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u/jaccarmac · 5 pointsr/OrthodoxChristianity

Recent (this Pascha) Protestant convert here. I can attempt to answer each of your questions, though my answers about more complex issues of doctrine/Catholicism will probably be worse than those about contrasts with Protestantism.

  1. I think this is really two issues, though you focus on one here more than the other.


    > lack of evangelism/out-reach within the Orthodox church

    The Evangelical type of outreach is definitely lacking, in terms of going door to door, consciously trying to evangelize acquaintances, tracts, etc. Since becoming Orthodox I've come to see this as largely a good thing, but that's my opinion, so let me focus on the outreach that the Orthodox actually do.

    There are still Orthodox missions throughout the world, youth groups still go on trips to Mexican orphanages like my Protestant YA group back in California, etc. Orthodox laity tend to focus more on personal/family spiritual growth, but don't take that to mean that there are no opportunities for evangelism if you are so called.

    Keep in mind two related issues as well. First, the Orthodox church in America is small and has less resources to leverage than America's Protestant denominations. Also, it has a rich tradition of monasticism which the Protestant tradition tends to lack and which fills in some gaps you might observe "in church".


    > some congregations felt more like ethnic clubs

    I was extremely blessed to find a parish full of converts. More ethnic congregations certainly exist, but largely this seems to be a myth/outdated truth about Orthodoxy. My own experience would indicate that the Greeks/Russians tend to have strong friendships with one another and language/culture barriers which can make it difficult to form relationships. That said, the times where that extends to hostility to outsiders is rare, in my experience.

    The parish I'm at is Antiochian. If you can find a similar church near you, you may find a surprising number of converts as well!

  2. My historical knowledge is a bit fuzzy, but as far as I know papal primacy was something which was accepted by all the churches up until the Schism. During the period of the split, the Eastern bishops rejected papal supremacy as a new doctrine. And the mutual excommunication was the end of any debate as such.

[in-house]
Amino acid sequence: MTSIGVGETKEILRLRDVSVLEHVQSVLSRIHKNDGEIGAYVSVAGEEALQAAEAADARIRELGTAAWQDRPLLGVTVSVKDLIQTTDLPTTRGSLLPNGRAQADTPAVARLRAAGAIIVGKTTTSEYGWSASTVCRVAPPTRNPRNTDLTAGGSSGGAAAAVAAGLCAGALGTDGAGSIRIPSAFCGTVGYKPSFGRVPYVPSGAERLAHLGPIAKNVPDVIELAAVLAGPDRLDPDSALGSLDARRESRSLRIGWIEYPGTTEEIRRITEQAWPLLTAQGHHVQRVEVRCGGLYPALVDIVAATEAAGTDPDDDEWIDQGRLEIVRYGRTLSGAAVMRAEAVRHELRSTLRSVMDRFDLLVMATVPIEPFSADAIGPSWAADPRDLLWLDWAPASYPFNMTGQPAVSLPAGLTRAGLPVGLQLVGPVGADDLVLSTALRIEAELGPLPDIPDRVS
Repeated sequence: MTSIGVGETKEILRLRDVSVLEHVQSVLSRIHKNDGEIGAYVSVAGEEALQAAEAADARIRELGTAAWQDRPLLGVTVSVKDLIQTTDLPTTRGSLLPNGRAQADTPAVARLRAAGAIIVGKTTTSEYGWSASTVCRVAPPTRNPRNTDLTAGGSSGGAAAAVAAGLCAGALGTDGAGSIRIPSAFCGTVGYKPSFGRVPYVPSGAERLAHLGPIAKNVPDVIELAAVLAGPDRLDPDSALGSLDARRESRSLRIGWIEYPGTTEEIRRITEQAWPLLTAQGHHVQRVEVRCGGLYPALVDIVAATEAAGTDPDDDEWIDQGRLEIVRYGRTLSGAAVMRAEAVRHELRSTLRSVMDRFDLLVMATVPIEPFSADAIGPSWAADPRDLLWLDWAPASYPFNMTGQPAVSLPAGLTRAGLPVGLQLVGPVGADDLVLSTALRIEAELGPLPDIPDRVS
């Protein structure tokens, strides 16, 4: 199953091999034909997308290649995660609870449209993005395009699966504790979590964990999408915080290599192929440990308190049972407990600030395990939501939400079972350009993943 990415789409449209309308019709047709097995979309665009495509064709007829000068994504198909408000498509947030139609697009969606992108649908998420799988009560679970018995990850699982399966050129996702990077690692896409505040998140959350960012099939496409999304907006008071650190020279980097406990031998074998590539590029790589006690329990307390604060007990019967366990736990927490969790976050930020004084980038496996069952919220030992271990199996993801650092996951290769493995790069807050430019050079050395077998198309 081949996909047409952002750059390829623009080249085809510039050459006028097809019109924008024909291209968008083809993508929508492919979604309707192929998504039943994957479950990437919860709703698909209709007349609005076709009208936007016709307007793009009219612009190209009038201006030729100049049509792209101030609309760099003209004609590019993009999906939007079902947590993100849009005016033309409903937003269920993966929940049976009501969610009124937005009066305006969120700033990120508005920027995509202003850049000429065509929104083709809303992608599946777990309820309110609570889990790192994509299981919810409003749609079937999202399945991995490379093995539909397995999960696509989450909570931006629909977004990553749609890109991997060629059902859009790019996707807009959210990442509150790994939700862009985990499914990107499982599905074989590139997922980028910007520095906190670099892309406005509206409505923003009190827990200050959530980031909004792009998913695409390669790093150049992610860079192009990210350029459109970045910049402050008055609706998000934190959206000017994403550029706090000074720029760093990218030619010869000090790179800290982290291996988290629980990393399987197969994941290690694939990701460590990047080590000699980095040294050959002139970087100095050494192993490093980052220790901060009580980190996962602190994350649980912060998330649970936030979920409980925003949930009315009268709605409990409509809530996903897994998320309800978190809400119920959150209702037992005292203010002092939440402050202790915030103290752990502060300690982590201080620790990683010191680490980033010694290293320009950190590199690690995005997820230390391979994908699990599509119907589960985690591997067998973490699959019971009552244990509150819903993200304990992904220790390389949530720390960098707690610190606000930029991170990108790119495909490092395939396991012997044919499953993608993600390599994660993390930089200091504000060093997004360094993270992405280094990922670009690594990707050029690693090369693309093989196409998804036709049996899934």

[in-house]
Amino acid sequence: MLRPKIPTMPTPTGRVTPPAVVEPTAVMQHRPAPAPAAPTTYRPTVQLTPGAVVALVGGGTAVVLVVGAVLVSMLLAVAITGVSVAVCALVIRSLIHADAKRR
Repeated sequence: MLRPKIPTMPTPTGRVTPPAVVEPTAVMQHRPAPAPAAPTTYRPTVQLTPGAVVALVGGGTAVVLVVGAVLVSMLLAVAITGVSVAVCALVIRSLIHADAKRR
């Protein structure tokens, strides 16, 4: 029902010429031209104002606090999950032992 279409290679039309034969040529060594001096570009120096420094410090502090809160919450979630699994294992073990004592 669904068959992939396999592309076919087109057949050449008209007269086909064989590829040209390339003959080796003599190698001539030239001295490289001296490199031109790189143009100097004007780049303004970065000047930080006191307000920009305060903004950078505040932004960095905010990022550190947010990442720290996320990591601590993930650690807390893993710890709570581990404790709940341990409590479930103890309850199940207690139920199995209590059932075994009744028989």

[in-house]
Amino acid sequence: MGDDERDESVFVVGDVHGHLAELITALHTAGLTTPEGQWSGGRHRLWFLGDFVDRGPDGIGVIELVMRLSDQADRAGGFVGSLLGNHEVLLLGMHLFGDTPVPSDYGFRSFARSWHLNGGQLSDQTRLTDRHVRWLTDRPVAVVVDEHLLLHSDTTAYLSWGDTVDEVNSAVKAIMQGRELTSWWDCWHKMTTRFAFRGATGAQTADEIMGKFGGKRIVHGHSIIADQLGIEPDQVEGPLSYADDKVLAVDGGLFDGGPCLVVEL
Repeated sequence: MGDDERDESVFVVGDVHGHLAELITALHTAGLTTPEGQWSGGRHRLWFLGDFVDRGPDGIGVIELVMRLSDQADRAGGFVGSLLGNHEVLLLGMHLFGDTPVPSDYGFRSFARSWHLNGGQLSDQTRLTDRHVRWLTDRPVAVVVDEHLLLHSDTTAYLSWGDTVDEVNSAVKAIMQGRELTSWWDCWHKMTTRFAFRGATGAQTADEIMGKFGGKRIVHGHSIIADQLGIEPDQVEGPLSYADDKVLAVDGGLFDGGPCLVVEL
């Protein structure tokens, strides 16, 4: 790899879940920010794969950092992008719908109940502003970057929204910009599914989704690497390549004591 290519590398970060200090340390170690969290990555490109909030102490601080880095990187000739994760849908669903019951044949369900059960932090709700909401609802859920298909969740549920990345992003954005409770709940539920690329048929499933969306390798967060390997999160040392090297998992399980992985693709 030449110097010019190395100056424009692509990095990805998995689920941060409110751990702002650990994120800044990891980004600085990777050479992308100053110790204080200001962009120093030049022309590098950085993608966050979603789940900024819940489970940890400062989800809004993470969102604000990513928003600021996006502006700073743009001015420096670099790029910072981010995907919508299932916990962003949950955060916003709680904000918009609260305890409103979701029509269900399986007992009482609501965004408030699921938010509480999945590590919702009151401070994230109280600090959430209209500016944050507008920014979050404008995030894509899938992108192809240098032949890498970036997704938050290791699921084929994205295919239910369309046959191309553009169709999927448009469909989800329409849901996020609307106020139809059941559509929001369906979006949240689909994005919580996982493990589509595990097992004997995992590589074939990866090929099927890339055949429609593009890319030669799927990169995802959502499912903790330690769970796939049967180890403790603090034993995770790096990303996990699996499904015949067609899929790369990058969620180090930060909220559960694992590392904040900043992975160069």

This is definitely a question that someone more knowledgeable can elaborate on!

  3. There was a good article on this here a few days ago: When I first started attending my parish and began to become concerned about my salvation as a Protestant, it was explained thus: Because some of the image of God exists in every person and in all creation (the Orthodox view of the Fall is more nuanced than the one I grew up with), there are pieces of the Truth everywhere. However, the fullness of the Truth only exists where the fullness of Christ exists, in the Eucharist.

    Or, as my priest likes to say: The Orthodox are maximalists, not minimalists. We are not so concerned with what we must do to be saved but what we can do to live as if we are in the Kingdom of Heaven now.

  4. This (and Mary, which I'll address in a minute) was one of my biggest discomforts when I began to attend an Orthodox parish. Eventually, I came to view that discomfort as culturally-motivated rather than theologically-motivated. I won't speculate on your motivation and assume your knowledge is as shallow as mine was, but I would encourage you to attend services even if you are uncomfortable. No one should judge you for not venerating icons. If you are still deeply theologically uncomfortable, I would take the time to carefully consider what you think about the councils, since icon veneration was maintained as valid in them.

  5. I was never a Catholic, so again I'll leave the bulk of this question to those who know better. That said, here's what I do know about Orthodox Mariology: Mary was ever-virgin, she was the most important woman in Church history, we venerate her icon and pray for her to intercede with her Son for us, we love her, and we do not believe in the Immaculate Conception.

    Hope that's helpful! I don't know based on your post whether you've attended any services, so I'll exhort you to as if you have not. Orthodoxy isn't "real" until it's lived, and you can't live Orthodoxy outside the liturgy. The beauty of the services was the first step in my conversion, and I think everyone considering the Church for its theology should also visit a parish and let their whole person experience Orthodoxy before making up their mind.

    EDIT: Skimmed your previous posts. No idea where you are physically, but on the off chance you're in the Salt Lake City area, I'd love to meet you in person as the journey from Protestantism to Orthodoxy is near and dear to me. In either case, if you ever want to know more about my conversion experience don't hesitate to reach out on Reddit or elsewhere.

    TL;DR Wall of text has my rough thoughts. I highly recommend Becoming Orthodox; It's where my deeper exploration started.
u/edric_o · 8 pointsr/OrthodoxChristianity